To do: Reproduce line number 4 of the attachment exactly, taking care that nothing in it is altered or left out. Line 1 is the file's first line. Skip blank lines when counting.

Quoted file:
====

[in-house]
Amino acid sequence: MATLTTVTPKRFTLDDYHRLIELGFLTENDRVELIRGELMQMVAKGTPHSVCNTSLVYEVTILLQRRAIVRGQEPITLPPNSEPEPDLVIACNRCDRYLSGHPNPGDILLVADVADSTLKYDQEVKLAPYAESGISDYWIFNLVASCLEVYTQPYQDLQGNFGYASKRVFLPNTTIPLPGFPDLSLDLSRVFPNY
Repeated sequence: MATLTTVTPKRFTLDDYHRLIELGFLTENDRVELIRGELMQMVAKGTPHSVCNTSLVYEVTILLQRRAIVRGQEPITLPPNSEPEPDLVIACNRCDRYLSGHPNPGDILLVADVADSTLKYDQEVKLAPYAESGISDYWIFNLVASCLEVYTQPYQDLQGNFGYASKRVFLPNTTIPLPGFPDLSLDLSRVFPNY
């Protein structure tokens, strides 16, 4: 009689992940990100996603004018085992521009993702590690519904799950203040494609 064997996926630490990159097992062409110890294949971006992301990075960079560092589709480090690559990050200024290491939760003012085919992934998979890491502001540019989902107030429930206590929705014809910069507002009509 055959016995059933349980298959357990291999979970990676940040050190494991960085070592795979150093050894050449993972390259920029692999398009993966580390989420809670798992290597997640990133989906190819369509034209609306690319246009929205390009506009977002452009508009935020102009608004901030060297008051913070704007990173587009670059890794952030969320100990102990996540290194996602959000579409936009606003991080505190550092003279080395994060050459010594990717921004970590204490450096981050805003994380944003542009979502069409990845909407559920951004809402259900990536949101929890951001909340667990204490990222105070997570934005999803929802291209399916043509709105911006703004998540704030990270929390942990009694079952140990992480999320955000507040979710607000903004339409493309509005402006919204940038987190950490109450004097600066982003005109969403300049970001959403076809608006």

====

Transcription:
């Protein structure tokens, strides 16, 4: 009689992940990100996603004018085992521009993702590690519904799950203040494609 064997996926630490990159097992062409110890294949971006992301990075960079560092589709480090690559990050200024290491939760003012085919992934998979890491502001540019989902107030429930206590929705014809910069507002009509 055959016995059933349980298959357990291999979970990676940040050190494991960085070592795979150093050894050449993972390259920029692999398009993966580390989420809670798992290597997640990133989906190819369509034209609306690319246009929205390009506009977002452009508009935020102009608004901030060297008051913070704007990173587009670059890794952030969320100990102990996540290194996602959000579409936009606003991080505190550092003279080395994060050459010594990717921004970590204490450096981050805003994380944003542009979502069409990845909407559920951004809402259900990536949101929890951001909340667990204490990222105070997570934005999803929802291209399916043509709105911006703004998540704030990270929390942990009694079952140990992480999320955000507040979710607000903004339409493309509005402006919204940038987190950490109450004097600066982003005109969403300049970001959403076809608006």